Andy Marshall PGA Professional’s Top 10 Courses in Ayrshire
Gailes Links (sometimes known as Glasgow Golf Club) has hosted major championship tournaments through the years and was designed by legendary golf architect Willie Park Jnr of Musselburgh. It was opened in 1892 by Glasgow Golf Club, the 9th oldest golf club in the world, whose members initially played on Glasgow Green and subsequently on Queen’s Park and Alexandra Park, all 3 areas which were owned and managed by the then Glasgow Corporation and were open to all Glasgow citizens whether or not they were club members. As golf mushroomed in popularity at the start of the 1890s and the Alexandra Park course became more and more crowded, the members decided to start looking for suitable ground in Ayrshire to establish a course which would complement the city one and, most importantly, which they themselves would control and manage – and soon homed in on Gailes and agreed the initial lease with the landowner, the Duke of Portland, in time for the course to be officially opened on 19th May 1892.
Its West Coast setting and fabulous condition makes it ideal for summer and winter golf in Scotland. Gailes has been an Open Championship Final Qualifying course since 1973 and it has also hosted The Home Internationals, the Europe v USA Palmer Trophy, the Scottish PGA Championship, the Scottish Amateur Championship, the Scottish Open Amateur Strokeplay Championship, the Scottish Seniors Open Amateur Strokeplay Championship, the British Youths Open Amateur Championship and the British Seniors Open Amateur Championship. For four years from 2014, Gailes Links will be the sole Scottish Final Open Qualifying course.
At 6903 yards long from the championship tees with a par of 71 Gailes Links Ayrshire is a great test of golf whilst the kinder medium tees provides a fine test for players of all abilities. It is simply traditional links at its best.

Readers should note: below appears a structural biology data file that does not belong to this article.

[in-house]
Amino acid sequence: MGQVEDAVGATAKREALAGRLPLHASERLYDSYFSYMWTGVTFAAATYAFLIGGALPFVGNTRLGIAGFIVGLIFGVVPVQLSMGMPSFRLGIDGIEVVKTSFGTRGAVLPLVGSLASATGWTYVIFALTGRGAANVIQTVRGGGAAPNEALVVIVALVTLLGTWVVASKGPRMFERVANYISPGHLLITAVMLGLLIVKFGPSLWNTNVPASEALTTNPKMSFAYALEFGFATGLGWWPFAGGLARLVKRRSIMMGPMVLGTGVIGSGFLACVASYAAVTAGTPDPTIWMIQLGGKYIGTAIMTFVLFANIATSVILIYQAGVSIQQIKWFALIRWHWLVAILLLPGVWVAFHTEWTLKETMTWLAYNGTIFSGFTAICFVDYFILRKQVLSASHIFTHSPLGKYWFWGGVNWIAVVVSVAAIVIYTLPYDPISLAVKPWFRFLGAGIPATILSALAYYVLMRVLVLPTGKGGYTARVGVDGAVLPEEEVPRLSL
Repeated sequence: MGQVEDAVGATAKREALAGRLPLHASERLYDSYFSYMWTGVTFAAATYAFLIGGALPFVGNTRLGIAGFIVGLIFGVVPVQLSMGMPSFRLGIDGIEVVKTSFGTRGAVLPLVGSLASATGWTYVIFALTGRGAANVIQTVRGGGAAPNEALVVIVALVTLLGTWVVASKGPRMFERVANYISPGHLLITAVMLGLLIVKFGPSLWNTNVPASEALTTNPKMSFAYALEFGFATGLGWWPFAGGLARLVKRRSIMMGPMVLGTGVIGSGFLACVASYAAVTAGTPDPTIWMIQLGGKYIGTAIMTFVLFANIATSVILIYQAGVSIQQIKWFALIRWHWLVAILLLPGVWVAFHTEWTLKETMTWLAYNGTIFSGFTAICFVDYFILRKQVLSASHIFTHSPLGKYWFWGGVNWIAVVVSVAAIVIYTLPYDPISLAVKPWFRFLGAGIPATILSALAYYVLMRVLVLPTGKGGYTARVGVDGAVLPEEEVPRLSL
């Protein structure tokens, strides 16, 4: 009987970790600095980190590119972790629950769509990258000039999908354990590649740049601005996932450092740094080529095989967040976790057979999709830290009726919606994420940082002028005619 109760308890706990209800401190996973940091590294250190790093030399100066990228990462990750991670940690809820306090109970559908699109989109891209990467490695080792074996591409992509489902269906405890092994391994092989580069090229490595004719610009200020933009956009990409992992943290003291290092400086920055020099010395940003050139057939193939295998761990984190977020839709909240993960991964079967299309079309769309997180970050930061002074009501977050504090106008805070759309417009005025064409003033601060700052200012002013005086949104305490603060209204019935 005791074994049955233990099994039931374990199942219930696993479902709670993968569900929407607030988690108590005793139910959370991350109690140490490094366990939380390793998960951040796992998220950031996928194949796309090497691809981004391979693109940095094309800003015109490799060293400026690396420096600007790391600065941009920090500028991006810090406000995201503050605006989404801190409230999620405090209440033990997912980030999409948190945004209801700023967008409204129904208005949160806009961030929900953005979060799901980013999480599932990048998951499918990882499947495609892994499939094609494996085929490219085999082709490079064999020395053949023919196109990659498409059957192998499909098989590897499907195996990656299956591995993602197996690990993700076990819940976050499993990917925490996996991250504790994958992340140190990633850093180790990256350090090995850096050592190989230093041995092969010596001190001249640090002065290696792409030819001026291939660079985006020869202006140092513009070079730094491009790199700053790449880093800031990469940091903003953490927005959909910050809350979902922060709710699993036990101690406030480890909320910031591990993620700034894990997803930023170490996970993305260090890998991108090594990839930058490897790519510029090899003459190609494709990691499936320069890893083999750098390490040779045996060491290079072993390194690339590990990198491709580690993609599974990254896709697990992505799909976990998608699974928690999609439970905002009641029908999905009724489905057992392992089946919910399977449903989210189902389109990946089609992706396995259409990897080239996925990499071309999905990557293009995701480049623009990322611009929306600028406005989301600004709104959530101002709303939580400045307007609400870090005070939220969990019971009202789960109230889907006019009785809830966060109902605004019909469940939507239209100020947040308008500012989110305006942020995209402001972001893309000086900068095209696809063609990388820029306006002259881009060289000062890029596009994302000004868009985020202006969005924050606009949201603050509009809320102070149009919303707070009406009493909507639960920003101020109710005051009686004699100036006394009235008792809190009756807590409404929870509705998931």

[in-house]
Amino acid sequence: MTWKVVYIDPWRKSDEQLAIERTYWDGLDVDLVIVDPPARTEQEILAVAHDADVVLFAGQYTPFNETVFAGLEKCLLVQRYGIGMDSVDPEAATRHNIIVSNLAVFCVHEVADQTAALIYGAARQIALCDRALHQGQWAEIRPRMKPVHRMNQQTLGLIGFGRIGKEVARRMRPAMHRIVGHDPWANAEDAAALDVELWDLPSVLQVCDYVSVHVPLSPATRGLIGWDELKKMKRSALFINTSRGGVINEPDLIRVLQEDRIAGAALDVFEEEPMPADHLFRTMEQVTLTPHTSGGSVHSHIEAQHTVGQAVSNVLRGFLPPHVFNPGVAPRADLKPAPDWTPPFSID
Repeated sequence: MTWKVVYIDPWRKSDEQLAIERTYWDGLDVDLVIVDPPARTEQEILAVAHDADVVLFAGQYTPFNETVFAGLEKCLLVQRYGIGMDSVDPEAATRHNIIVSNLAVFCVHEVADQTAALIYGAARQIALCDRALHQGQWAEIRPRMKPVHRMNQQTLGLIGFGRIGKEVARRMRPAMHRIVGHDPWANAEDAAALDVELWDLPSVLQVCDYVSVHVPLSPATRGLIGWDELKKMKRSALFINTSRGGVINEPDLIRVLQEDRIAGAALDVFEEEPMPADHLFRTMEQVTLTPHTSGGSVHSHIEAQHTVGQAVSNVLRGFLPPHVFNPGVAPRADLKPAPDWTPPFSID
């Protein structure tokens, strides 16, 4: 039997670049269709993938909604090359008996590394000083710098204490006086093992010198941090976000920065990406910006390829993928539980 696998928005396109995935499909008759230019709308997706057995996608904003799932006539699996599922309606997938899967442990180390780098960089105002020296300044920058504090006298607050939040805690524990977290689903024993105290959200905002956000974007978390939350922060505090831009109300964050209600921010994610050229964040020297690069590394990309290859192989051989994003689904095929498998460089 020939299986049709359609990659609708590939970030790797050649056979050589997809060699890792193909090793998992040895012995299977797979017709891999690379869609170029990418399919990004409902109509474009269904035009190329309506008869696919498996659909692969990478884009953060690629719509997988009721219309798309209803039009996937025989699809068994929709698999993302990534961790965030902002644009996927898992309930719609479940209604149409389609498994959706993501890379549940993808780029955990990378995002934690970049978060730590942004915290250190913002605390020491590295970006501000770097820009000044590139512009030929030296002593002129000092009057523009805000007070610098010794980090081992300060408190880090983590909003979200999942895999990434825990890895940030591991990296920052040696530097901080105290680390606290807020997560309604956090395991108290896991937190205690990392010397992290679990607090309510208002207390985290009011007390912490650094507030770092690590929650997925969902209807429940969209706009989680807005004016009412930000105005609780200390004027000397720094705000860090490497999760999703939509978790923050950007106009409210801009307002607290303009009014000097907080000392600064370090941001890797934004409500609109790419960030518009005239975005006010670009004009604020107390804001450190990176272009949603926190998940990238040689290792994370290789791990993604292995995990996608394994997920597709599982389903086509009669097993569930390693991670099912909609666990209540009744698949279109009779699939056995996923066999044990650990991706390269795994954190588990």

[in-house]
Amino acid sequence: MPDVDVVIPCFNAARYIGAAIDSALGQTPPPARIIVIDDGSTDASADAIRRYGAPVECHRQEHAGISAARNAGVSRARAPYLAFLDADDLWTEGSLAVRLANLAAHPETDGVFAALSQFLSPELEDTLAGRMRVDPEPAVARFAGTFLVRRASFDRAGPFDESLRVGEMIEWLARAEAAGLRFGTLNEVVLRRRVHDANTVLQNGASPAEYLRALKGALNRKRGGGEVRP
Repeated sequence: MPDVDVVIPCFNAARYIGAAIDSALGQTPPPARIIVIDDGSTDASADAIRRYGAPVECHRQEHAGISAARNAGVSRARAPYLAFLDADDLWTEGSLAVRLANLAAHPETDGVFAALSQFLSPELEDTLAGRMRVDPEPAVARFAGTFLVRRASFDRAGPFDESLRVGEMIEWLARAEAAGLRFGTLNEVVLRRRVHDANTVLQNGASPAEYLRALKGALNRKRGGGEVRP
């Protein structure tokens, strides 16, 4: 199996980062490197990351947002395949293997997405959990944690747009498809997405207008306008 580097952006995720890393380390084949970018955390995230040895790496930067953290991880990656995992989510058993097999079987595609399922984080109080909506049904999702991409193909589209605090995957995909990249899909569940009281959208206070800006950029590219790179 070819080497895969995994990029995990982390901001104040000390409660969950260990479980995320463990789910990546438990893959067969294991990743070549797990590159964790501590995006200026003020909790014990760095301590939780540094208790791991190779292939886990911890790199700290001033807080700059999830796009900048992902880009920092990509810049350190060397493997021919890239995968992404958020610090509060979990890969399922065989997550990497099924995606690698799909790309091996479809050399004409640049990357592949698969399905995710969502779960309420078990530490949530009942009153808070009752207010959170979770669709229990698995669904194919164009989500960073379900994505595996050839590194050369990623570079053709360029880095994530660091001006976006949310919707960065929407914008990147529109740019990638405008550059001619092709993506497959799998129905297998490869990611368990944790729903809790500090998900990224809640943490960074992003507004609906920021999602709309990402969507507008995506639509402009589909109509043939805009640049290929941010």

The challenge starts with a steady stream of four consecutive par fours followed by the signature hole of the course, the 5th – a par five of 536 yards – a dog-leg with out-of-bounds to the right and a treacherous undulating green that’s guarded by strategically placed sand traps. Playing downwind the longer hitters may have a chance of hitting the green in 2 – other players should try and lay up to 100 yards out to give themselves a chance to make a birdie with an approach shot to the right side of the green leaving you with a makeable uphill putt.
On the back 9 my favourite hole is the 15th – a par 3 where although its only 140 yards to the front of the green it’s no pushover. Your tee shot must be accurate or a bogey or worse is on the cards. A narrow green is guarded by 2 deep pot bunkers on the right and a 10 foot drop on the left. The best play on this hole is a short to mid iron to the front of the green which will leave an uphill putt and the best place to attack for a 2 putt par.
With its undulating fairways, fine greens and subtle qualities, the course is an honest test of golfing skills in true links fashion and there’s always a warm welcome in the clubhouse!